Preparation – Begin by cleaning, and sanding your wood to create a smooth surface on to which you can transfer your pattern. Remove all sanding dust using a dusting brush and clean, dry cloth.
Chose Your Tracing Media – There are three primary tracing products which are graphite paper, carbon paper, newspaper, and a soft #4 to #8 artist pencil.
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Graphite Paper – Graphite paper can be purchased through both office supply and craft stores. It comes in several colors, including gray, white, and blue for easy tracing onto different colors of wood. Graphite leaves a very fine line on the wood and can be erased with a white artist eraser after you have completed your project.
Carbon Paper – Carbon paper comes in 8 1/2″ x 11″ sheets and has a very dark, heavy layer of tracing media on the back surface. It is available in deep blue and black colors. Carbon paper lines do not erase easily and should be carved or scraped away as your work your project. Use this media on projects that will receive excessive handling or for long-term projects as it holds up very well. Because carbon paper was primarily used with typewriter to create multiple copies, you may need to do a little searching to find it.
Pencil Rubbing – My favorite way to trace my pattern to the wood is to rub the back of the pattern paper with a #4 to #8 artist pencil. This creates a layer of graphite that will easily transfer to the wood surface as your copy the pattern lines with an ink pen. Pencil rubbings work extremely well for wood, gourds, and even leather. Woodless pencils work wonderfully for tracing.
Newspaper – Heavily printed sheets of newspaper works wonderfully as a tracing media. As you trace along the pattern lines the printer’s ink from the newspaper will leave a dotted line on the wood. This process is especially good for extra large projects as out door signs or long, wide mantel boards. The ink is easily erased with a white artist’s eraser.
1. Adjust your digital pattern as necessary to fit your project piece. Print several copies of your pattern – one for the main tracing, one for cutting and tracing small areas of the pattern, and one for a reference to the detail lines of the design.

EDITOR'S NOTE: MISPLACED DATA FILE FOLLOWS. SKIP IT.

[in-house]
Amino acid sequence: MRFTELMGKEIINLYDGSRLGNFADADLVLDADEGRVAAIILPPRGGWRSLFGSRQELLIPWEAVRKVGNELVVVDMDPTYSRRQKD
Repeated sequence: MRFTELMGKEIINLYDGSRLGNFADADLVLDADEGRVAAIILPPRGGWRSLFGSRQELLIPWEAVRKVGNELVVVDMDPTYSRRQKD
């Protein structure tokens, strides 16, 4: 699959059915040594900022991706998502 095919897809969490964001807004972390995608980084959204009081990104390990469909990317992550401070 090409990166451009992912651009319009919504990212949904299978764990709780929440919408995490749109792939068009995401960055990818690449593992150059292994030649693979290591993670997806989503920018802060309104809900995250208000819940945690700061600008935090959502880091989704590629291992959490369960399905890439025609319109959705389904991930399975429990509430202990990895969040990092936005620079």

You will need a ruler, a small t-square or right angled triangle, a pencil, painters or masking tape, scissors, and several colors of ink pen. Of note, my ruler is cork-backed to grip the wood surface and keep the ruler from sliding.
5. Fold your printed pattern into quarters, matching the outer pattern lines on the sides of the pattern. Place the folded pattern on to the wood, aligning the paper folds to the marked lines on the wood.
If you will using a pencil rubbing for your tracing media, open the folded pattern and rub the back of the pattern to completely cover it with pencil graphite. Refold your pattern and begin the positioning steps.
6. Unfold your pattern, continuing to match folds in the pattern paper with your guidelines. Cut several small strips of painters tape. Use the tape to secure two sides of the pattern paper to the wood surface.
8. Slide your tracing media – graphite paper, carbon paper, newspaper – under the printed pattern with the tracing surface against the wood. Trace along the pattern lines with a colored ink pen. Use a light pressure, just enough to transfer the pattern line without leaving an indented score line from the ink pen’s point. When your tracing is complete lift the pattern paper at one of the un-taped corners. Check your work before you remove the pattern paper and tape.
9. Trace only those lines that you really need for your initial working steps. For my Beta Fish relief carving I needed only the outlines of each area of the fish and the outlines of the grass to work the rough out carving steps.
12. This second example is from the Wood Spirit Carving project posted on the Wood Carving Illustrated Forum. The pattern was transferred to the wood using typewriter carbon paper because the project would require intense handling.
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